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Compulsory Observation

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In the supine position, Amelia’s head and trunk were in neutral as she flexed her lower extremities to play with her feet. This provided lots of sensory stimulation and helped identify her body parts and encourage proprioception. Her neck, trunk, arms, and wrists were extended in the prone position while her hips and knees were flexed slightly. She transitioned from the quadruped to sitting position quite often throughout the lab but mostly remained in the quadruped position. This deemed to be her favorite and allowed for optimal movement. When sitting Amelia’s trunk was unsupported as her lower extremities extended. She also sat in a figure four sitting position with one knee extended and the other flexed. While standing her lower and upper…show more content…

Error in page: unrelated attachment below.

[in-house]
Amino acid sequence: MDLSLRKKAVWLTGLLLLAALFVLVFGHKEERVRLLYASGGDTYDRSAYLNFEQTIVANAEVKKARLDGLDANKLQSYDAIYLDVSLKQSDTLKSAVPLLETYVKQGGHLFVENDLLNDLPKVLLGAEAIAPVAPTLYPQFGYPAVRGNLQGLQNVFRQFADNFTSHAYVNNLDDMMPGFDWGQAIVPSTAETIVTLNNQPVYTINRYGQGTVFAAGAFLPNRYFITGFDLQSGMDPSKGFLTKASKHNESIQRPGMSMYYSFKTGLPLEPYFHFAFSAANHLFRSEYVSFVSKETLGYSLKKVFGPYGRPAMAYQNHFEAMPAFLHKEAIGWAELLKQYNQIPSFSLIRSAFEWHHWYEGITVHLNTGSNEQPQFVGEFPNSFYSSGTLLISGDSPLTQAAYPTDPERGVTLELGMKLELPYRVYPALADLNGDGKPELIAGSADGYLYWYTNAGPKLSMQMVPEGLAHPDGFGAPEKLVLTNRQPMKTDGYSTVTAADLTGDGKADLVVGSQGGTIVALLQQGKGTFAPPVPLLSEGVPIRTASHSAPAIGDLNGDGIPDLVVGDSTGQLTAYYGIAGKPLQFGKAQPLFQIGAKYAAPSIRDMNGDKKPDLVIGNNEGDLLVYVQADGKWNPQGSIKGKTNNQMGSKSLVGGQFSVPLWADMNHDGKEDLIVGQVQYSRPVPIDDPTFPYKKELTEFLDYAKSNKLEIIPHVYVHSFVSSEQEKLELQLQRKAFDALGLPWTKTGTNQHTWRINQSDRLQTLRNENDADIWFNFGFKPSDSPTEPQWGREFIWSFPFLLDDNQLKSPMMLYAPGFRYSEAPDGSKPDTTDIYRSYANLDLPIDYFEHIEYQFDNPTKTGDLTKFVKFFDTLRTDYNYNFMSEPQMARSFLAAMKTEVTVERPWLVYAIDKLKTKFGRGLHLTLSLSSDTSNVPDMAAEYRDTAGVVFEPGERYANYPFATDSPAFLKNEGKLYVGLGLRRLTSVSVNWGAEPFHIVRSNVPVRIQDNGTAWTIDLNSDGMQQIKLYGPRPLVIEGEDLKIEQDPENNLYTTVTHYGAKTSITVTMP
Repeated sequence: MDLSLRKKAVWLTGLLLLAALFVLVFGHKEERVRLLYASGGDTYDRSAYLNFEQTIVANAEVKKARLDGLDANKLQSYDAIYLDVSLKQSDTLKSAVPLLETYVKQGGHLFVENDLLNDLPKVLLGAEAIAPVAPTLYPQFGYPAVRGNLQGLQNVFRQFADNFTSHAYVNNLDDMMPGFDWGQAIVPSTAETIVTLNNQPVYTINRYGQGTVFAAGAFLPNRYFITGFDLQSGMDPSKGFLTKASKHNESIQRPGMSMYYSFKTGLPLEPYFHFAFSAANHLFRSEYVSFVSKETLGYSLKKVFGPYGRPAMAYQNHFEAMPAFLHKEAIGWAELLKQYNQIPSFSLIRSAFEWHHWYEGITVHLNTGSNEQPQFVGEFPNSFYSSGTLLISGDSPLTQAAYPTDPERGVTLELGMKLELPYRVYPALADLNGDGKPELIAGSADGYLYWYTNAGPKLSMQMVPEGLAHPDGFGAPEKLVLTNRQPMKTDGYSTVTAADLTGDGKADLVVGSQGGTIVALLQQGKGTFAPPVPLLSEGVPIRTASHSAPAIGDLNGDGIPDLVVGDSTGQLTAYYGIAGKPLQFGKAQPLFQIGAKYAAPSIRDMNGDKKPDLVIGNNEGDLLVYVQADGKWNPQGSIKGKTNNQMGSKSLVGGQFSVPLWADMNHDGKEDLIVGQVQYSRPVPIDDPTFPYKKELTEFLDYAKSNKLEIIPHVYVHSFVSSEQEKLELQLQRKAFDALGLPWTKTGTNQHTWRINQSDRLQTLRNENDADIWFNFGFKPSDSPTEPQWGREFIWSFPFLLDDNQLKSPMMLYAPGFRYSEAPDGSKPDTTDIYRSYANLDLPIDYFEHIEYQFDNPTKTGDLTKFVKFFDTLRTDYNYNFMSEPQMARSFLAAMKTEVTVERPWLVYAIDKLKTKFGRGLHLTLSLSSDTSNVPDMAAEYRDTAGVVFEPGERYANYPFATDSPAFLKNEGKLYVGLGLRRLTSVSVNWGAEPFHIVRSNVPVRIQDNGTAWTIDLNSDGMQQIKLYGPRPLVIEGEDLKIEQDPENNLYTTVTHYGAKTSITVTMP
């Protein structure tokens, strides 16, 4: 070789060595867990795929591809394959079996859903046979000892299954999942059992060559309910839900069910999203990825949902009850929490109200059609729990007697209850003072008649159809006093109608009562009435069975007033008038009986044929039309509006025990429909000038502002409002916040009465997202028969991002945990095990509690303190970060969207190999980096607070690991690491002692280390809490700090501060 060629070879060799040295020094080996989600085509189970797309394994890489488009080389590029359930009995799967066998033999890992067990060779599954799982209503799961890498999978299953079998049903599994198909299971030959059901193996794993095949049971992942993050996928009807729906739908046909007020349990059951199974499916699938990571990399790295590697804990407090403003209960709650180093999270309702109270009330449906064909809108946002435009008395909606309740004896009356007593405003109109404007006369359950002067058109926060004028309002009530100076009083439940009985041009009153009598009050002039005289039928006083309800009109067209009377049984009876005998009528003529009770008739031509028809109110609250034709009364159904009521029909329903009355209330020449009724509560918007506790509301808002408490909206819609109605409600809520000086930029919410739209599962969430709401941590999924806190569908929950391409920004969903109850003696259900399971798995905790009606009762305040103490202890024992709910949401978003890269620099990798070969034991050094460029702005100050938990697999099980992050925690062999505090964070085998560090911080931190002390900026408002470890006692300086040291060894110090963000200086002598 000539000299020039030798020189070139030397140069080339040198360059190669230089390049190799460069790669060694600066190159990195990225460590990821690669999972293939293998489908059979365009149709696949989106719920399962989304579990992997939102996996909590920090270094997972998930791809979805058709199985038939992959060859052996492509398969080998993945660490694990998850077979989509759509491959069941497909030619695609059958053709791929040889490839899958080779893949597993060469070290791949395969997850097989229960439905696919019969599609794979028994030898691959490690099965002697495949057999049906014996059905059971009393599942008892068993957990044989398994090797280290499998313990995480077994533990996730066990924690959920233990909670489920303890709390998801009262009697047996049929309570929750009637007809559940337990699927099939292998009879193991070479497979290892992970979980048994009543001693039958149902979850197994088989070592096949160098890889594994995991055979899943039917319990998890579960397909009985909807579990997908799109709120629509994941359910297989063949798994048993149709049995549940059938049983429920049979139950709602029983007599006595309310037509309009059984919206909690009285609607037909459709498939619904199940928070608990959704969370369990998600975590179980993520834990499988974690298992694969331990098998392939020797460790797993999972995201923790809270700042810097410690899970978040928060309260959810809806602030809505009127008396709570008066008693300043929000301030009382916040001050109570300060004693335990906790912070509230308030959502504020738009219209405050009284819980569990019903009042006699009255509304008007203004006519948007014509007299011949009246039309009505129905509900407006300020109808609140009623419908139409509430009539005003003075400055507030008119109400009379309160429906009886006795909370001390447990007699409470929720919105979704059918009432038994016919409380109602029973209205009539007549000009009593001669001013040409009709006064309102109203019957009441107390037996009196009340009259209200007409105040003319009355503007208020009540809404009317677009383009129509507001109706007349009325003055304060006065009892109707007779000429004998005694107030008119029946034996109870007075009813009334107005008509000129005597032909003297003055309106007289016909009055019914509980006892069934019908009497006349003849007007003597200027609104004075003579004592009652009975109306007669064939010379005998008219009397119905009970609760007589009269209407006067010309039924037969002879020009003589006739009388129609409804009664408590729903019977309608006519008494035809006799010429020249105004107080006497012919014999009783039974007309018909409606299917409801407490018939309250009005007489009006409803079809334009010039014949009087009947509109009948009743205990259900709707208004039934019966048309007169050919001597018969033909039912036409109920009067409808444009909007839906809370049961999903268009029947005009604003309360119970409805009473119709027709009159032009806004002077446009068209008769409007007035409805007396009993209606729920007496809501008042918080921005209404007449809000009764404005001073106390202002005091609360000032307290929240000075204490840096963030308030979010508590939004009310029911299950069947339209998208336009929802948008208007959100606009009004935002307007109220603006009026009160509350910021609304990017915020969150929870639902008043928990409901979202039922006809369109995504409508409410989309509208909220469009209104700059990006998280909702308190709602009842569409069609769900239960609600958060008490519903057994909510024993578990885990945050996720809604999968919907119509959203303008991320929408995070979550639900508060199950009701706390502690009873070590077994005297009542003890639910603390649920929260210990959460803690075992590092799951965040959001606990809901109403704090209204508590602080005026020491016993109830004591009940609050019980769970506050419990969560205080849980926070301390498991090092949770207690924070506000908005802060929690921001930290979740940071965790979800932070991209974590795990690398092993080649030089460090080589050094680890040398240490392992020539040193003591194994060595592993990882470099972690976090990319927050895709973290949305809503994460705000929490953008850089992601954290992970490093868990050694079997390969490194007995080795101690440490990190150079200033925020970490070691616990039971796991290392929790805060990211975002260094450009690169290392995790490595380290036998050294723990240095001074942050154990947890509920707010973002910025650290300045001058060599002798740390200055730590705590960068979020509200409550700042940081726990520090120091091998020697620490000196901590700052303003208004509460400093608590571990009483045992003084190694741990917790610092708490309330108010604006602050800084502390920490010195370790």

She was interested in the fabric sensory book that allowed her to explore different textures and high contrast colors. She also was fascinated with the students papers and crumbling them. There was a hand clapper toy that she occasionally went after. Danielle hid an object under a book to demonstrate that Amelia understood the concept of object permanence as she removed the book to retrieve the object. Amelia would often clap objects together such as two balls and transfer them from one hand to another. She played with her pacifier and was chewing on a orange cup providing sensory…show more content…
She moved around the room associating with the students and instructors on the mat, but kept close to her mother. Amelia showed no signs of stranger or separation anxiety. She was a very happy baby and was always smiling. She interacted well with the other babies present, creeping along side Denim as they were discovering the toys scattered along the mat. Although Amelia was in an unfamiliar environment, she did not cry; she adapted well and was eager to play and move. The speech patterns and vocalizations Amelia presented in lab coincided with the expectations of her age group. Her mother said that she understood the meaning of no and could say dada and mama, but Amelia did not say any of these words in lab. She produced long strings of gibberish and babbling as if she were trying to say words in her
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